Animal proportions only give a very general sense of scale, however. To give a more precise measure, palaeoartists often juxtapose relatively familiar species alongside their subjects. The use of ‘background’ animals, or different varieties of plants, are useful in this respect. Even if the audience is not very familiar with these background entities, their proportions in relation to the subject gives an impression of scale. This can work in inverse, too: bigger animals or plants, shown in low contrast at a distance, can help reinforce the size of smaller subjects. Crafty consideration of point of view can also help: does the subject need a very low, tight point of view to be seen, or does a wider frame capture it more adequately? Again, these are not necessarily factors that we consider when viewing animals or artwork of them, but they are essential considerations for palaeoartists attempting to reconstruct not only the anatomy and lifestyle of their subject, but also their size and physical presence.

Yaverlandia: Britain's most bird-like dinosaur

Two Yaverlandia investigate a termite-riddent tree stump in Lower Cretaceous Britain. As with many other dinosaurs, their depiction here as very bird-like creatures is the result of palaeoartists having to completely overhaul the way feathered dinosaurs are rendered. 
Known only from skull caps, Yaverlandia bitholus is one of Britain’s lesser known dinosaurs. Found in Lower Cretaceous Wessex Formation cliffs close to its namesake, the Isle of Wight coastal village of Yaverland, it was thought for a long time to represent a member of the bone-headed dinosaur group Pachycephalosauridae. Recently, it has been reinterpreted as Britain’s first troodontid, an omnivorous theropod dinosaur closely related to birds and familiar carnivores like Troodon, Velociraptor and Deinonychus. Troodontids were big brained, nimble animals and most were rather small. Yaverlandia was no exception, with a tentative length estimate of about 2 m. 

Any restoration of Yaverlandia and its kin has to incorporate data on dinosaur feathering, details of which have only been available in earnest for the last 20 years or so. The uptake of feathered dinosaurs among palaeoartists has been variable. Some restrict them to specific regions of the body, while others provide smatterings of feathers across primarily scaly skin. Increasing numbers of artists restore these animals as very bird-like however, with feathers across their entire bodies including their heads, tails and legs. Fossil evidence is clearly in line with this latter approach. Bird-like dinosaurs, including troodontids, have been discovered with extensive feathering that covers their not only their torsos necks, heads and tails, but even sometimes their legs and toes.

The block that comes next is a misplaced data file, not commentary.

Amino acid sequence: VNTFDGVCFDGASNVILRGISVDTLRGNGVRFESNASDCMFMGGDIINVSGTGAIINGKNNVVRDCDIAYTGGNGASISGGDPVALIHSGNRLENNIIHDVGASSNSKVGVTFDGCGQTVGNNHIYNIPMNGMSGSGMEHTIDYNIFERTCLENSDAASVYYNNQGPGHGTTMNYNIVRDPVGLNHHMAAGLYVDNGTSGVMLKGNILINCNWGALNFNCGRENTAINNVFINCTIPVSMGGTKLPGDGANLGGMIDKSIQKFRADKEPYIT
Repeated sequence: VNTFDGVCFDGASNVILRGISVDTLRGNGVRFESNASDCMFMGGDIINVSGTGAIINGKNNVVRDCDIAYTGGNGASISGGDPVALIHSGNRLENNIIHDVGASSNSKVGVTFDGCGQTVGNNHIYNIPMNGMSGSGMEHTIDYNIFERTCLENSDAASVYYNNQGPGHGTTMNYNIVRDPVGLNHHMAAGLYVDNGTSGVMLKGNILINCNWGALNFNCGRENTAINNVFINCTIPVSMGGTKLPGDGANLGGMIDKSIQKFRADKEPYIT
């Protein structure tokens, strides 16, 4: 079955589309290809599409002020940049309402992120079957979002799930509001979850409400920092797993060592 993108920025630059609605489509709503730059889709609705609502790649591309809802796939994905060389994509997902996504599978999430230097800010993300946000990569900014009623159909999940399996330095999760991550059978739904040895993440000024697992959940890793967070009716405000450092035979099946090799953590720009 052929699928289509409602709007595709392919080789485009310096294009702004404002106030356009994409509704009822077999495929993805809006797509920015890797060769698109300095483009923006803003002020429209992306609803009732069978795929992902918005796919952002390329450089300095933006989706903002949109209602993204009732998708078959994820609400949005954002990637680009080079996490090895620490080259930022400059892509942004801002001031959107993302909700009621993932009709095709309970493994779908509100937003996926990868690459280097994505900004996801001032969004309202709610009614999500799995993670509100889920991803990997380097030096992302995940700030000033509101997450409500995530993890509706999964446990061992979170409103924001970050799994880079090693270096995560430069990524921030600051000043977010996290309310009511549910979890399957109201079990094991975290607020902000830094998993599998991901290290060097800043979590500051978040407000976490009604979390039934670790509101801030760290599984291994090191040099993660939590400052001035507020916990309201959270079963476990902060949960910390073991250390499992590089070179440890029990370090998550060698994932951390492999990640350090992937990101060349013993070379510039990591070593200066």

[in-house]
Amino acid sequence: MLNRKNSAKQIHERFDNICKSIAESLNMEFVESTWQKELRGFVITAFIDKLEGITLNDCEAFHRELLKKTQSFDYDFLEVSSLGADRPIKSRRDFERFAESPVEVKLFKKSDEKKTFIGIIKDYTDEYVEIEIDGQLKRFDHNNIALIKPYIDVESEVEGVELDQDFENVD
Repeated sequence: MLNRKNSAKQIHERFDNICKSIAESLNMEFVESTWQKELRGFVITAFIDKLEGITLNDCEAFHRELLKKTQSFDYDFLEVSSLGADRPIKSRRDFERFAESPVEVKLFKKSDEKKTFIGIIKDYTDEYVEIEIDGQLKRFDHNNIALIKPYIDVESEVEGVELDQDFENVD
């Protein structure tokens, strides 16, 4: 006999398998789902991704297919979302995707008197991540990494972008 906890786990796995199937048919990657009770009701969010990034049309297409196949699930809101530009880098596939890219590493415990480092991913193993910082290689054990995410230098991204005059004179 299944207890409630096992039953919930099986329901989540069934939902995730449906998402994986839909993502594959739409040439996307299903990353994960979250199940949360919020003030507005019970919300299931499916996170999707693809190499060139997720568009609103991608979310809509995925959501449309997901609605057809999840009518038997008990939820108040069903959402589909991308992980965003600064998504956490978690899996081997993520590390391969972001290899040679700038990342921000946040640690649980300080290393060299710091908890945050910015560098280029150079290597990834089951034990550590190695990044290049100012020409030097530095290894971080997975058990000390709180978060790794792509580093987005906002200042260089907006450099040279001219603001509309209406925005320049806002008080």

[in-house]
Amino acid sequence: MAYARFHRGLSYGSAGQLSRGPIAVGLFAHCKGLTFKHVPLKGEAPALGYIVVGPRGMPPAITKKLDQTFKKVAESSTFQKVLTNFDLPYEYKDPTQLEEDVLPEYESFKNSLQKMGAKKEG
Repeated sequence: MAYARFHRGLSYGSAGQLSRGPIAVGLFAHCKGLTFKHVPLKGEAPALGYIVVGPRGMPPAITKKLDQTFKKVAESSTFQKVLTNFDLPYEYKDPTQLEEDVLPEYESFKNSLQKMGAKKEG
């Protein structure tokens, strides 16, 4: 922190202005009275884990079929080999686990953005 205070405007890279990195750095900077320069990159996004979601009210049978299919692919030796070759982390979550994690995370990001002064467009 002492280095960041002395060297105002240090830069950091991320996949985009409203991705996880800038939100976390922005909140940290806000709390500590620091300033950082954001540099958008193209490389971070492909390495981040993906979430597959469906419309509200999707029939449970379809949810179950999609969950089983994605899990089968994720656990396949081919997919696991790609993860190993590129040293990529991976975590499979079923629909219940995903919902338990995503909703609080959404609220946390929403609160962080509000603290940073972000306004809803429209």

These discoveries have given palaeoartists a lot to think about when restoring the appearance of bird-like dinosaur species. Feathers are complex, three-dimensional structures which alter the body profile of their owners. They plump the appearance of the body and smooth contours of the animal’s profile. Thus, if a dinosaur has complex feathers, we can no longer simply restore their musculoskeletal system and wrap skin over it, as often done in the past. What’s more, palaeoartists have to think carefully about the way feathered dinosaur arms and hands are rendered, because their feather configuration is similarly complex modern bird wings: feathers erupt from the tip of the second finger to the elbow, with feathers of the shoulders covering the ‘gap’ between forelimb and body feathering. 

These ‘new look’ dinosaurs are more bird-like than ever, and evidence is mounting that feathers appeared much earlier in dinosaur evolution than classically realised. It is even quite probable that Tyrannosaurus was feathered. This is disheartening to some who ‘prefer’ the appearance of scaly dinosaurs, and many still erroneously render troodontids and their kin with scaly hides. Wholly feathered restorations of such dinosaurs are without doubt factually accurate renditions however, and entirely uncontroversial among scientists. 

1 comment:

  1. Which troodontidan synapomorphies support Yaverlandia's updated classification?

    It'd be nice comparing Yaverlandia to Byronosaurus, Albertavenator, Jinfengopteryx and Mei skull roof bones to establish its status as a troodontid and go a bit deeper on its possible position in the troodontids phylo-tree

    Danny C